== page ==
How a Visit to Your Eye Doctor Can Protect Your Vision by Zakiya Nicks, O.D.

February 25, 2020

Dr. Nicks is an optometrist and ocular disease specialist at the Marietta Eye Clinic.

In the United States alone, the Centers for Disease Control and Prevention (CDC) reports that as of 2015, 30.3 million people, or 9.4% of the country’s population, are living with diabetes. An additional 84.1 million have prediabetes, which if left untreated, can lead to type 2 diabetes. Nearly 1 in 4 adults with diabetes don’t even know they have it, and yet diabetes is the leading cause of blindness for adults ages 20-74 in the United States.

What is Diabetic Retinopathy?

Diabetic retinopathy is a disease of the retina found in patients of either type 1 or type 2 diabetes. High blood sugar levels cause damage to blood vessels in the macula. In diabetic retinopathy, swollen, closed off, or leaking vessels cause damage to the macula, or new blood vessels grow on the retina.

There are two stages of diabetic retinopathy:

  • Non-proliferative diabetic retinopathy (NPDR): This is when blood vessels in the eye close off, called macular ischemia, or leak, also known as macula edema.
  • Proliferative diabetic retinopathy (PDR): This is a more advanced stage of diabetic retinopathy, when the retina begins to grow new blood vessels. These new blood vessels are very fragile and can burst and bleed, causing more floaters than usual, totally blocking vision, or forming scar tissue. In addition to vision loss, scar tissue can lead to other problems with the macula or retinal detachment.

What are the Signs of Diabetic Retinopathy?

Often, people with diabetic retinopathy don’t notice symptoms in the early stages. Diabetic retinopathy typically starts with blurry vision, which many may not take as a serious sign. Because the retina is located at the back of the eye, there are no visible symptoms.

Here’s what to look for:

  • Seeing more floaters than usual
  • Blurry vision
  • Vision that sometimes changes suddenly from blurry to clear
  • Dark areas in your field of vision
  • Poor night vision
  • Vision with faded-looking or washed out colors

Vision loss from diabetic retinopathy is in many cases irreversible, so it’s better to catch it sooner than later.

Prevention and Treatment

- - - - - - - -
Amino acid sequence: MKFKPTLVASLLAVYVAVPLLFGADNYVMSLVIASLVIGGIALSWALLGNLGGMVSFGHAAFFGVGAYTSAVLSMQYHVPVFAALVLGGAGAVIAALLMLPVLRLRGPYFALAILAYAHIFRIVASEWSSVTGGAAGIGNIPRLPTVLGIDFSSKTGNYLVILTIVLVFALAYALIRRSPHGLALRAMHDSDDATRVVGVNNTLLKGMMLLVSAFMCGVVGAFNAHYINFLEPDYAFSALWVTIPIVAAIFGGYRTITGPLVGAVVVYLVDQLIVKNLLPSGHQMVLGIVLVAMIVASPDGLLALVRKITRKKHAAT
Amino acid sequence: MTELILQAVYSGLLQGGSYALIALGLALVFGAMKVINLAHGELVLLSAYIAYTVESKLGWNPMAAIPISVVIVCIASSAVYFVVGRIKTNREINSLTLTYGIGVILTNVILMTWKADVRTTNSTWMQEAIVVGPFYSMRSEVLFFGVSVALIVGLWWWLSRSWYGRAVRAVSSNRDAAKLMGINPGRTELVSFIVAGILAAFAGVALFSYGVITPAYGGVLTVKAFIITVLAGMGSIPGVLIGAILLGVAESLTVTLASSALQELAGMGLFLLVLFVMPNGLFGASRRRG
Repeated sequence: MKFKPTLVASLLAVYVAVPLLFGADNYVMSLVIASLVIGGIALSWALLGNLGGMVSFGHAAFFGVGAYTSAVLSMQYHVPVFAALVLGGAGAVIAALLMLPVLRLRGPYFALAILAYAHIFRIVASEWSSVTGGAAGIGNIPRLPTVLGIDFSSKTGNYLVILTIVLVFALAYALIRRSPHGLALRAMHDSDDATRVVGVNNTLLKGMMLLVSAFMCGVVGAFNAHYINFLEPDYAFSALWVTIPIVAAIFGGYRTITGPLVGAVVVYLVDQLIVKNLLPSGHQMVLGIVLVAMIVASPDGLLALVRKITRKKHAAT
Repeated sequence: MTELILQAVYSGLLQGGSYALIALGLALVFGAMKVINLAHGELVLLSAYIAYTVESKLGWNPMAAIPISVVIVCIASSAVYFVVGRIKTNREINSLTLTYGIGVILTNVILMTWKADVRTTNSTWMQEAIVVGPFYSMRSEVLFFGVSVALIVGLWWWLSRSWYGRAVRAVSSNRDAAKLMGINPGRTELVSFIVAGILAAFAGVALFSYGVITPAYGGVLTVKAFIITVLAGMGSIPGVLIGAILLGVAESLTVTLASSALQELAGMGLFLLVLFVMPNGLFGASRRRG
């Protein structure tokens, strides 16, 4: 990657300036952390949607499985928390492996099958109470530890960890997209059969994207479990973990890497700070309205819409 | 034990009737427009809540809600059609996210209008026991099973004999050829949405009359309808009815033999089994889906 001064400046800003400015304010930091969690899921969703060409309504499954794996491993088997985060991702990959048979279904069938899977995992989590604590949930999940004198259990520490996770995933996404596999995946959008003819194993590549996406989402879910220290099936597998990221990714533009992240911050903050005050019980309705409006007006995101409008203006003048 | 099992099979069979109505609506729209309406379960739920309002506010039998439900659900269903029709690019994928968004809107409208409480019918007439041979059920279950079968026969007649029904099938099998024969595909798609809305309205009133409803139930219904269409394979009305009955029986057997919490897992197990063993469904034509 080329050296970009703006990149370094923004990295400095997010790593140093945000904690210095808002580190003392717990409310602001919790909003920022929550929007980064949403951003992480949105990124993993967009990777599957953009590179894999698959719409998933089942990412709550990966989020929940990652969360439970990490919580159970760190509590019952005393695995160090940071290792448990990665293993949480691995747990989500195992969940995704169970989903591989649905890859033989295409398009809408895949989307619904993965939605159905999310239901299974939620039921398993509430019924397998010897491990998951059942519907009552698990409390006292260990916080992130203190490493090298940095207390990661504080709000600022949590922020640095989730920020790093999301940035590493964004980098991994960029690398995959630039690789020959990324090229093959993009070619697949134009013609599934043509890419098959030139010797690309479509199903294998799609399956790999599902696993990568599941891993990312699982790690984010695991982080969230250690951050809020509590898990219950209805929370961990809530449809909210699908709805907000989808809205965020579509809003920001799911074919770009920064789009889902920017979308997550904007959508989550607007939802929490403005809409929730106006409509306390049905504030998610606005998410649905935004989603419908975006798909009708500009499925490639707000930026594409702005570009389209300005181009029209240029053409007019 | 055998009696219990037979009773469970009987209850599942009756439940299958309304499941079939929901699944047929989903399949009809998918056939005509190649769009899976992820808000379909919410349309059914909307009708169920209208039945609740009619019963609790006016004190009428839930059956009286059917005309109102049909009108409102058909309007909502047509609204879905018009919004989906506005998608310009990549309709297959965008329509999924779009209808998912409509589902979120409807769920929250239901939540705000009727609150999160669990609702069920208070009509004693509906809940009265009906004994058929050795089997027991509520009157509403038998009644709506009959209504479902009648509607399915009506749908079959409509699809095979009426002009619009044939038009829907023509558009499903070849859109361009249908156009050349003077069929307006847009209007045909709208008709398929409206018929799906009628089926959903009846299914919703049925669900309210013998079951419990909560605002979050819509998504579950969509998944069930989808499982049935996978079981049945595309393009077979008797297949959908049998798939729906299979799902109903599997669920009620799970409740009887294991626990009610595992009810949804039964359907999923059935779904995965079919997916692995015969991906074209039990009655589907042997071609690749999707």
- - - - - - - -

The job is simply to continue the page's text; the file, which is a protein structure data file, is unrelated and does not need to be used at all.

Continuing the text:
The first step in preventing vision loss from diabetic retinopathy is to maintain healthy blood sugar levels and blood pressure. In some cases, vision can even improve in patients with diabetic retinopathy who take steps to control their blood sugar.

However, in some cases, controlling your blood sugar is not enough and you may still be at risk for developing diabetic retinopathy. In these cases, it is important to have yearly eye examinations so that if diabetic retinopathy is present, it can be caught and treated before irreparable damage occurs.

Treatments recommended may include:

  • Anti-VEGF medication, such as Avastin, Eylea, or Lucentis – Anti-VEGF medication reduces swelling of the macula, which can slow vision loss or potentially improve vision. Anti-VEGF medications are administered via injection to the eye.
  • Steroid medication – Steroids can also be used to reduce macular swelling and are also administered by injection to the eye.
  • Laser surgery – Laser surgery can be used to seal off leaking blood vessels, preventing floaters or total visual blockage and preventing macular swelling. Laser surgery can also shrink malformed blood vessels and prevent regrowth.
  • Vitrectomy – A vitrectomy is a surgical procedure recommended for advanced stages of diabetic retinopathy in which vitreous gel and blood that is leaking from blood vessels in the eye is removed. Scar tissue may also be removed.

Protect Yourself from Diabetic Retinopathy

Although controlling your blood sugar is important, a study found that healthy glycemic control was not enough to prevent diabetic retinopathy in all cases. The only guarantee to preventing vision loss from diabetic retinopathy is to have yearly comprehensive eye exams. In a dilated eye exam, an eye doctor can see into the back of your eye and look for signs of damaged blood vessels or swelling in the retina, allowing you to take action early. The best way to maintain your healthy vision is through preventative care.

More About Ocular Disease Specialist Zakiya Nicks, O.D.

Dr. Nicks is a primary care optometrist at the Marietta Eye Clinic. She also specializes in ocular diseases and ocular surgery co-management. Dr. Nicks received her bachelor’s degree in chemistry from Alcorn State University and her doctor of optometry from the University of Alabama at Birmingham School of Optometry. She is a member of both the National Optometric Association and the American Optometric Association. Read more about Dr. Nicks in her full bio.

References and Additional Sources

The American Academy of Ophthalmology (AAO) is the world’s largest association of eye physicians and surgeons. It describes itself as a “global community of 32,000 medical doctors who protect sight and empower lives by setting the standards for ophthalmic education and advocating for our patients and the public.” Its website is a great resource to learn more about how to care for your eyes.

The American Optometric Association (AOA) describes itself as the leading authority on quality care and an advocate for our nation’s health, representing more than 44,000 doctors of optometry, optometric professionals, and optometry students.

Diabetic Retinopathy

Annual Eye Exams Can Save Sight for People with Diabetes

What is Diabetic Retinopathy?

New CDC report: More than 100 million Americans have diabetes or prediabetes

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